Dating Your Credit Score
Tuesday Dec 24, 2013 - BY Stacey
Would you check a potential boyfriend or girlfriend’s credit score before agreeing to start getting serious?
In these down economic times, that’s a question that dating folks are asking and being asked. In a New York Times article, Jessica LaShawn recalled being asked about her credit score on a first date that seemed to be going very well. “It was really awkward because he kept telling me that I was the perfect girl for him, but that a low credit score was his deal-breaker,” she said.
While a first date may be the wrong to broach the topic, it is certainly advisable to learn about your significant other’s finances before you really commit.
“Credit scores are like the dating equivalent of a sexually transmitted disease test,” said Manisha Thakor, the founder and chief executive of MoneyZen Wealth Management, a financial advisory firm.
Just as you ask for your partner’s sexual history, you should also ask for his financial history. Remember, this is a person you might try to buy a house with down the line–his credit score certainly matters.
Several credit scored-themed dating websites have sprung up to meet the needs of the numbers savvy crowd–from Date My Credit Score to Credit Score Dating. (Granted, the names aren’t entirely clever, but the more creative types that would come up with better copy probably don’t qualify to use these sites.)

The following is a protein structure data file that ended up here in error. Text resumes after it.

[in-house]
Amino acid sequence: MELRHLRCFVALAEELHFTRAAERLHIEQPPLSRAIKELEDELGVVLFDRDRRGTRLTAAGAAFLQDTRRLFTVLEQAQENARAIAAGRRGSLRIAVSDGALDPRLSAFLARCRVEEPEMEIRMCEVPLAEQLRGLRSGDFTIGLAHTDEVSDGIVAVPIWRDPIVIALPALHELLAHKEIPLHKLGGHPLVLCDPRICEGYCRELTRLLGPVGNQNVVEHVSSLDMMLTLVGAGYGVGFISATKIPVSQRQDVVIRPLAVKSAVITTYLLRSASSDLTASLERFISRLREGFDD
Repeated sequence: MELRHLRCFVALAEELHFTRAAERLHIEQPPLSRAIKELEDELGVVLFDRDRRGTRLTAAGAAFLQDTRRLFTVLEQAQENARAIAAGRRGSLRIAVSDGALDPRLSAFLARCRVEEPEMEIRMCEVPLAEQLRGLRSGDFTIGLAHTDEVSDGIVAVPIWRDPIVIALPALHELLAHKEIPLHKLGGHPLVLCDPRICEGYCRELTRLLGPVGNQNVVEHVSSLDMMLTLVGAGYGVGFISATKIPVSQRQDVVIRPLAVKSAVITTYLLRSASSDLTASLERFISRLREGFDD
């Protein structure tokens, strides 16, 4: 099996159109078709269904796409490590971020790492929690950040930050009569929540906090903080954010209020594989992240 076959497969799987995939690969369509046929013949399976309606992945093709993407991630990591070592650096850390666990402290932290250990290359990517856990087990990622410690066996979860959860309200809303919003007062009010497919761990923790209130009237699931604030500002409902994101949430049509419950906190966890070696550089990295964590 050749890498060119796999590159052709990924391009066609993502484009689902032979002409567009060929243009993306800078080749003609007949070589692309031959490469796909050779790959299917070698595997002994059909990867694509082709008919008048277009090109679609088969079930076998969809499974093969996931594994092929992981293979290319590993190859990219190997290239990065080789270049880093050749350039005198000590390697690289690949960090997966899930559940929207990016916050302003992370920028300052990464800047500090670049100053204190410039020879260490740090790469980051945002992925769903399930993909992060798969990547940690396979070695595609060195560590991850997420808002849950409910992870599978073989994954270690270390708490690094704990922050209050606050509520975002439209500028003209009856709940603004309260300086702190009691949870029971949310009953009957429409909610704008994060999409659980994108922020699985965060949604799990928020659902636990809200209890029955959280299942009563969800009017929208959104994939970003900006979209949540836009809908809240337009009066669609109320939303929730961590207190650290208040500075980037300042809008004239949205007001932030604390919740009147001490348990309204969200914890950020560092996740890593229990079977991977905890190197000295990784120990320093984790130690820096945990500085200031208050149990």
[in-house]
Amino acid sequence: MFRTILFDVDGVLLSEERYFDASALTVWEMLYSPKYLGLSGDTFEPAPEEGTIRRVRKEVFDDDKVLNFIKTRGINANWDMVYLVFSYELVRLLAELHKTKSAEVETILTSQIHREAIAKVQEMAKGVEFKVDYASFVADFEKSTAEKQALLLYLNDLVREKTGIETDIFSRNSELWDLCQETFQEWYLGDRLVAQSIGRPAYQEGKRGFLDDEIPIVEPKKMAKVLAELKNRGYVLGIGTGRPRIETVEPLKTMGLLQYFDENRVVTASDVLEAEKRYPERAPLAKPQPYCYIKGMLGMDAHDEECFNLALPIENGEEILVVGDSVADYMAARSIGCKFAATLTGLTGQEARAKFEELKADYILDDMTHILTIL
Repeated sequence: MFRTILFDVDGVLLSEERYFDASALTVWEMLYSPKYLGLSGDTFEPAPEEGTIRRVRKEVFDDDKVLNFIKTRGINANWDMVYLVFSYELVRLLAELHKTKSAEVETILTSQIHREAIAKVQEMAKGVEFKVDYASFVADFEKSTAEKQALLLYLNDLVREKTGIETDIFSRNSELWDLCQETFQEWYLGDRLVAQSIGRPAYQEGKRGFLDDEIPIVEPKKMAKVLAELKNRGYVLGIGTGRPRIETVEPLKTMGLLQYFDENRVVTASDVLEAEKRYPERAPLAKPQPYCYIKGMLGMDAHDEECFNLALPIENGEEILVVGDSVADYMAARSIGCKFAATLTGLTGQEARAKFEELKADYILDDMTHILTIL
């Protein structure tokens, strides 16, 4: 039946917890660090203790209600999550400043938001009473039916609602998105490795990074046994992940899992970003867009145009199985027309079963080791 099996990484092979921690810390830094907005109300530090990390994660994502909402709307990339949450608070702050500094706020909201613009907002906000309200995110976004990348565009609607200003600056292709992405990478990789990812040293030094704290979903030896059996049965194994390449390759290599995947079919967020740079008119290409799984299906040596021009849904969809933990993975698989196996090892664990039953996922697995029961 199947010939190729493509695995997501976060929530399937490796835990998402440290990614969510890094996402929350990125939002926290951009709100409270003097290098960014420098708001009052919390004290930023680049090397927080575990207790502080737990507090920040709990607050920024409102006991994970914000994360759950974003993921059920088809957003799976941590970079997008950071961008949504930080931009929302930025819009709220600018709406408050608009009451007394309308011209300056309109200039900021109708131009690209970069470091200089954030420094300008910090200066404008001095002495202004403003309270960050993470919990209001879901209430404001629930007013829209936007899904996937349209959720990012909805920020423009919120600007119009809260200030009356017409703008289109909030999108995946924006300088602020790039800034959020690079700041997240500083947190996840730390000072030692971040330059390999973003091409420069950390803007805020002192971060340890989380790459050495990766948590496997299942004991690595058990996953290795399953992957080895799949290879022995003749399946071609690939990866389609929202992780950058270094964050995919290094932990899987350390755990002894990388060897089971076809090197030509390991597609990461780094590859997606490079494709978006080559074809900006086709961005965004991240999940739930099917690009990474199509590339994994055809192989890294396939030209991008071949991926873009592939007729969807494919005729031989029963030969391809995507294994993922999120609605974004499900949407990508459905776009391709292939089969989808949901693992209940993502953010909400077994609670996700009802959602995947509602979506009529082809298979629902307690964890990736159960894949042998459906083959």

Money and the negative impact it can have on relationships is a big theme throughout my book, You Can’t Afford to Break Up: How an Empty Wallet and a Dirty Mind Can Save Your Relationship. And in a recession such as the one we’re experiencing, money is certainly a stressor for an even greater number of couples. It makes sense that one would try to avoid that sort of anxiety if at all possible.
But should the credit score be the be all and end all? Is it wise to vet potential partners the same way employers do with job applicants?
While having a bad credit score can make things more difficult, consider the age of the person. Has this person just graduated from college? Or grad school? Are their income and payment habits fixed or is there room for them to change and grow? Is their present state the result of a rough start in adulthood? And if so, should you forgive him for that?
The key here is being able to recognize a willingness to assume responsibility and change. If your date has a million excuses and foists the responsibility onto someone else, perhaps that is reason enough to end the relationship. But if she made some bad choices and is trying to get back on track then maybe you should give her a chance.
After all, no one should be reduced to solely to a number–whether it’s height, weight, or (ahem) length.